Feel the fear and do it anywayAs banks and think tanks continue to downgrade their outlooks on the Korean economy for next year, its growth prospects remain bleak. Following a similar move by the state-run Korea Development Institute, the Bank of Korea has cut its growth outlook for next year’s gross domestic product by 0.9 percentage points to 3.7 percent. Exports are likely to face more bad news as growth drops from 19.4 percent this year to around 4 percent, the central bank said.
Moreover, the current account surplus is estimated to decline by more than 50 percent from this year’s estimated $27.2 billion to $13 billion. And the BOK added that if external market conditions worsen, the country’s prospects will also dim further. In a situation where the European fiscal crisis is wreaking havoc on the global economy, Korea’s export-driven economy can hardly be expected to remain immune to such external shocks. The negative side effects will also be felt in the job market next year.
However, it is not satisfactory to simply sit by and watch the economy deteriorate. Such economic forecasts are mostly based on textbook theories, and the country’s course can be changed for the better if those steering the carriage redouble their efforts and focus on strengthening the domestic market.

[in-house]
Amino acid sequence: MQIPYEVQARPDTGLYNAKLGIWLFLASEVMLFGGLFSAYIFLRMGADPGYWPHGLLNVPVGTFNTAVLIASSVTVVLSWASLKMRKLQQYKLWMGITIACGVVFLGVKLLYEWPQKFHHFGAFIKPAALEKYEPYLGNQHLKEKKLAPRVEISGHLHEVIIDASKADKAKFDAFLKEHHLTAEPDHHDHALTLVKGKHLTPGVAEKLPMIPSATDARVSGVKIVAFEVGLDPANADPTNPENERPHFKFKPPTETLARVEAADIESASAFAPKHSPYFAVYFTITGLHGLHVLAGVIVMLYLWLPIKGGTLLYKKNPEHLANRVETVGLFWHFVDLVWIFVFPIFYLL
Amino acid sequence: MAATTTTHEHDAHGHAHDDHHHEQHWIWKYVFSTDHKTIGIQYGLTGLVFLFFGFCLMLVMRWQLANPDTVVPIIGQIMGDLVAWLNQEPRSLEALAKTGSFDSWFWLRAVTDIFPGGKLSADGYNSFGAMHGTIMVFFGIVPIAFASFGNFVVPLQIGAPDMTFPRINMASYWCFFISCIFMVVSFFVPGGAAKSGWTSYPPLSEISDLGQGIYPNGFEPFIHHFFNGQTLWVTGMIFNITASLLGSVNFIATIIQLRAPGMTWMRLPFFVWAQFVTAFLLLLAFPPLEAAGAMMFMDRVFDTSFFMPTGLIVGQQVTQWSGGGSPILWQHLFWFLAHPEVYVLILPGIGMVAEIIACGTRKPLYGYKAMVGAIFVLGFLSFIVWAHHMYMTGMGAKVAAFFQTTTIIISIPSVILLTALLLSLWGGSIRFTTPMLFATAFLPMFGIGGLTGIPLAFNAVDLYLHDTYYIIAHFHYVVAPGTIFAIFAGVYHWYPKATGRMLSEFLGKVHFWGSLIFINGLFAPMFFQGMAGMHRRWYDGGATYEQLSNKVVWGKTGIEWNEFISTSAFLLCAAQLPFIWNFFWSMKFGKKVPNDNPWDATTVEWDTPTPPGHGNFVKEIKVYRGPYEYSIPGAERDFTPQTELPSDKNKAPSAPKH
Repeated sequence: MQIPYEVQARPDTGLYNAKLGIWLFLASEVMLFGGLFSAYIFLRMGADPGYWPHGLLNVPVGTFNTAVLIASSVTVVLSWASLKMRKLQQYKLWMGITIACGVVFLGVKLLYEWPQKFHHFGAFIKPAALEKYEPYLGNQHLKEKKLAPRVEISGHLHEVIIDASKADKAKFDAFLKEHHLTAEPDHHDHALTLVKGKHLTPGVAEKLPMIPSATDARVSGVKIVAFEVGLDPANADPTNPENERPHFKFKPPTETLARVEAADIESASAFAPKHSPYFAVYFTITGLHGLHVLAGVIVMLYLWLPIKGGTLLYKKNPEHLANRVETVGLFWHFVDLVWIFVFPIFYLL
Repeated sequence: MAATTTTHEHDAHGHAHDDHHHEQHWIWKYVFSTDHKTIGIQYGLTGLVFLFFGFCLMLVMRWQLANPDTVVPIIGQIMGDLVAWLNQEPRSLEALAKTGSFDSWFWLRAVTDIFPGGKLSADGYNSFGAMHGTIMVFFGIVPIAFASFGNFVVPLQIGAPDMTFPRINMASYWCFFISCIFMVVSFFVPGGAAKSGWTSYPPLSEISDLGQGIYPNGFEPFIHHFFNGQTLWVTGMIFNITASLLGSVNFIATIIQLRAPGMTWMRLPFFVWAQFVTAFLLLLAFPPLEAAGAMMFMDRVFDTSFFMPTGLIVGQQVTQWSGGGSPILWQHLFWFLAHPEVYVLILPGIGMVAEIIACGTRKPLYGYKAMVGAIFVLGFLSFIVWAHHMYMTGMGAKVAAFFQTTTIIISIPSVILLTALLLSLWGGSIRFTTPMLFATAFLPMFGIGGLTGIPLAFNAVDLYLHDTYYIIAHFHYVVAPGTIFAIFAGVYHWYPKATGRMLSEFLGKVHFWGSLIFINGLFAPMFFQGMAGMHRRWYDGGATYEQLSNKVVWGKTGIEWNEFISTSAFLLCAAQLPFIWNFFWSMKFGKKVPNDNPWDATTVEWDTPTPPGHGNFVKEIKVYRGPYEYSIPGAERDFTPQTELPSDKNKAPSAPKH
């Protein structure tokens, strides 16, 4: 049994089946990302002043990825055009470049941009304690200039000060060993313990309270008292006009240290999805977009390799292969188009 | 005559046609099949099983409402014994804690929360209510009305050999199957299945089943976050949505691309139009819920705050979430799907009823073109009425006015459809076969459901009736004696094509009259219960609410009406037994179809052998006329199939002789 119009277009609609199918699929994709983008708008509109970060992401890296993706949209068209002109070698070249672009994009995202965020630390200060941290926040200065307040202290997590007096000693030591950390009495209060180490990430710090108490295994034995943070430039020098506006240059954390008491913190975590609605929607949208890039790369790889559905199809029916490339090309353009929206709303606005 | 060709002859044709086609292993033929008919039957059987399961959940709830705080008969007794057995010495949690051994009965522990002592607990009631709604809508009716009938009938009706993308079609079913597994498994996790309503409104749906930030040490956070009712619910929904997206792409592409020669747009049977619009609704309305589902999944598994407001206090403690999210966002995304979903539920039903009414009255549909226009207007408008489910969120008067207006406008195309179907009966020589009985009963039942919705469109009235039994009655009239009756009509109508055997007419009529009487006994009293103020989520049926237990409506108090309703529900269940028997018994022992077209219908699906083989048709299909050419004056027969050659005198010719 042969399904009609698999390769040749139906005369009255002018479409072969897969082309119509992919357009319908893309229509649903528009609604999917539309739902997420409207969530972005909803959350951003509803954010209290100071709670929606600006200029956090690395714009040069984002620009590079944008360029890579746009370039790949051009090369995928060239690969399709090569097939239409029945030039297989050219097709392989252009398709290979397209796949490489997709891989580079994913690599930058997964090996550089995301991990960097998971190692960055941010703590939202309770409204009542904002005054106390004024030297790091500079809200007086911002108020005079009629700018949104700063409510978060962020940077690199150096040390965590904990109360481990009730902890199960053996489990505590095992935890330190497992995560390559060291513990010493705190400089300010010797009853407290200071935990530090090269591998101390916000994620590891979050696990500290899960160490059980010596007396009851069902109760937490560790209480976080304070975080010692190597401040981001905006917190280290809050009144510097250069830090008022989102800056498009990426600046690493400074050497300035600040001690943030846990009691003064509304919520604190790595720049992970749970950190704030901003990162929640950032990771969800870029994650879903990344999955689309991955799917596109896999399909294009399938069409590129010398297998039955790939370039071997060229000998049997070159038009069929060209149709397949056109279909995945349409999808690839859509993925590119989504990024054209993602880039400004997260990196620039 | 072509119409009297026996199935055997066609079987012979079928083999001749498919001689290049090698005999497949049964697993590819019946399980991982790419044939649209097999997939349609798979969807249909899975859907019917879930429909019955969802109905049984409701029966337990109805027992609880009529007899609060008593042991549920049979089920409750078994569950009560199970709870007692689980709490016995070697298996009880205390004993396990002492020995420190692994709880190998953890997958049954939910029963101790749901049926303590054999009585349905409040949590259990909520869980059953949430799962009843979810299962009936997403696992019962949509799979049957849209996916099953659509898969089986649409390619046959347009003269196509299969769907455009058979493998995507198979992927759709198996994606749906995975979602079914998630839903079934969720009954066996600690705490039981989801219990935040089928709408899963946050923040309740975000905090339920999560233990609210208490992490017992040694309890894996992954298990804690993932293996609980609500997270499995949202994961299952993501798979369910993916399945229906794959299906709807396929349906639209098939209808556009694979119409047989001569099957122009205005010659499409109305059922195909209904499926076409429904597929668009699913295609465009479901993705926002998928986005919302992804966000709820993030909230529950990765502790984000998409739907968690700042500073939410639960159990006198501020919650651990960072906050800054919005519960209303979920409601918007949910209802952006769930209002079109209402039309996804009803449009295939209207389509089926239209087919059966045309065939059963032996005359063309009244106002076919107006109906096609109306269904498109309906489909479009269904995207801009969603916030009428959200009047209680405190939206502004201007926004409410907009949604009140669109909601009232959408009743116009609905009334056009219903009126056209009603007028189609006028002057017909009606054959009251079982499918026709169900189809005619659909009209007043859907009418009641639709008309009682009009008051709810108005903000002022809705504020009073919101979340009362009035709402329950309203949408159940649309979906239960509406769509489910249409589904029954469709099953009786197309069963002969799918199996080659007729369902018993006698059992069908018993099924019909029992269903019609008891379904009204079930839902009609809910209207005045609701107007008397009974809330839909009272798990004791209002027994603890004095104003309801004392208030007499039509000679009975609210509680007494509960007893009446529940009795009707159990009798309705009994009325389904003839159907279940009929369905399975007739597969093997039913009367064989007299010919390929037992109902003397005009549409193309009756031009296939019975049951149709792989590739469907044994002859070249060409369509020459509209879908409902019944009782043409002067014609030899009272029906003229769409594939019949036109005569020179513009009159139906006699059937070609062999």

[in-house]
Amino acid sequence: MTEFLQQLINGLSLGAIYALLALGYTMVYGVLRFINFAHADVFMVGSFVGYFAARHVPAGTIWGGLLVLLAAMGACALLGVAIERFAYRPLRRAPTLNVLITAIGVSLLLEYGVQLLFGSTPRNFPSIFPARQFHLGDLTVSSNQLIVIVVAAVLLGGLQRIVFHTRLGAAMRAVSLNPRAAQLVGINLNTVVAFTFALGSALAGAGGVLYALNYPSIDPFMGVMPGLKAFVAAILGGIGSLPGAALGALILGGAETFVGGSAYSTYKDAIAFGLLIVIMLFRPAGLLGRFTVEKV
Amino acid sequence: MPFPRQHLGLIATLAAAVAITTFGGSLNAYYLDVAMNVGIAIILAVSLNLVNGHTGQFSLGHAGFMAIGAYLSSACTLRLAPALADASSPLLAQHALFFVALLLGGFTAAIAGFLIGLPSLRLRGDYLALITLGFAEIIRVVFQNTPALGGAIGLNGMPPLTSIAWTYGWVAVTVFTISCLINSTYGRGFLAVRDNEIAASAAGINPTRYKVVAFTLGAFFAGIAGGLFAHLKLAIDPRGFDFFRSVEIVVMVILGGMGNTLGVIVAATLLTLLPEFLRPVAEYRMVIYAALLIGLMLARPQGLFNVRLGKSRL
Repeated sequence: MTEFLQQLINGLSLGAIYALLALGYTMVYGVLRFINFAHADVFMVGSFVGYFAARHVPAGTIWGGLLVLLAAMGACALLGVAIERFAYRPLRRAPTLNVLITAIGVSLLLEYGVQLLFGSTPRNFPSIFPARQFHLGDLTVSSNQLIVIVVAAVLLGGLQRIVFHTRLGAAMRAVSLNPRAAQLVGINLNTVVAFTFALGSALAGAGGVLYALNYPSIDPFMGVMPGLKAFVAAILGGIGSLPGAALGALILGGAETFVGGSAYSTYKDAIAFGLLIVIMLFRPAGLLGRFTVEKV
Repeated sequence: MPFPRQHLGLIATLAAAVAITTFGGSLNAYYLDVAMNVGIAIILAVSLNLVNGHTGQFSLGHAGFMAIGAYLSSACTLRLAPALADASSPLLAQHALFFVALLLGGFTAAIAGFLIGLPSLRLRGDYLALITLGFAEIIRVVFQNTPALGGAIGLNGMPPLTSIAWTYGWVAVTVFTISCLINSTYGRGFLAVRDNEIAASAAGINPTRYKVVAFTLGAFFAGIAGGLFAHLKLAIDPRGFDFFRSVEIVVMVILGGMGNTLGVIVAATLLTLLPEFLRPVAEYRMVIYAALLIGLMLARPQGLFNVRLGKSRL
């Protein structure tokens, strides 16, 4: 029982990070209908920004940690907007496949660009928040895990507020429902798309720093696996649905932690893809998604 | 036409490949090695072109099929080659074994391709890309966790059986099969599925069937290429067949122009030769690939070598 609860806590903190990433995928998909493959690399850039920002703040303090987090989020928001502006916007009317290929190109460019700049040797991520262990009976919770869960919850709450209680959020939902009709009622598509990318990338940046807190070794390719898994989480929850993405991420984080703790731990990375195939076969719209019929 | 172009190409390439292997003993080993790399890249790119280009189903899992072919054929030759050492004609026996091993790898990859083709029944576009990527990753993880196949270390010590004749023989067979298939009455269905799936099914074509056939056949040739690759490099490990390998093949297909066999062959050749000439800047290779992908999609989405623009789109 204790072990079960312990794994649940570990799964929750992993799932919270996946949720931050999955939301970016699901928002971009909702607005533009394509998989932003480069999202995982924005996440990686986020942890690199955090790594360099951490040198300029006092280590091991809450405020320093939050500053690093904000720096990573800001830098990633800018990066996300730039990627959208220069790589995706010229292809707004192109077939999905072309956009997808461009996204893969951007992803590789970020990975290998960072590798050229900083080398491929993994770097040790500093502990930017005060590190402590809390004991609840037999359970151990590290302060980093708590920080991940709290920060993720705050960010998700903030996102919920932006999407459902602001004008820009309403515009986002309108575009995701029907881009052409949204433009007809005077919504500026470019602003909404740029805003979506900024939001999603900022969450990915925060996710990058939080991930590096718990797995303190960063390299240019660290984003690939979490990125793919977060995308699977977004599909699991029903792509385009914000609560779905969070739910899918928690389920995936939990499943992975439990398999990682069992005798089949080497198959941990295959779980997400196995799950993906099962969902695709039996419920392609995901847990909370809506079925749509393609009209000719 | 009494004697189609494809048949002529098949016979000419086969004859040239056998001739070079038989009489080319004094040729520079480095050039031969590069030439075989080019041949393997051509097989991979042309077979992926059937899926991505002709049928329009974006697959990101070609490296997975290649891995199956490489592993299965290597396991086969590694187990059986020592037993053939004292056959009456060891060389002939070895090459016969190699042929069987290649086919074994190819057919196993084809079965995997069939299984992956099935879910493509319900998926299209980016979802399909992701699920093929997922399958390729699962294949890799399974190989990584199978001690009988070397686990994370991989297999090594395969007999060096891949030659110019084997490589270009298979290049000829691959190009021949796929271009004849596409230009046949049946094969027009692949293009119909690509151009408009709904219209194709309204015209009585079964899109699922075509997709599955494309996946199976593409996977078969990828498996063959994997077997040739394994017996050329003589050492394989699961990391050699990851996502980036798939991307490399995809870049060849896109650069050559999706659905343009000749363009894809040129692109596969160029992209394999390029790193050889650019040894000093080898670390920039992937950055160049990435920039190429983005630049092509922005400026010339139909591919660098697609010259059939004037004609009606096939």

Exporters should continue to boost their competitiveness, and the government must accelerate restructuring and deregulation to give domestic industries a boost. At the same time, the existing barriers for domestic services in fields such as medicine, tourism, education and the law should be lowered significantly. The more red tape that is eliminated, the bigger the domestic market will be able to grow.
Fretting about the future will do nothing to aid the economy. Rather, bold and aggressive steps are required to lay a foundation for a better tomorrow. Even pessimistic economic pundit Nouriel Roubini, a professor at New York University, has proposed economic growth as the solution to an economic crisis.
Now the government must offer incentives to encourage large, cash-rich companies to invest aggressively, while exercising flexibility in how it wields its financial and fiscal policy tools. Without this strong push, the economy will not be able to regain enough impetus to generate jobs and stay on the right track. Being passive will only precipitate a crisis. Korea has ample experience of turning a crisis into a new opportunity, and while other countries find themselves crippled by fear, Korea must take this as an opportunity to make another leap forward.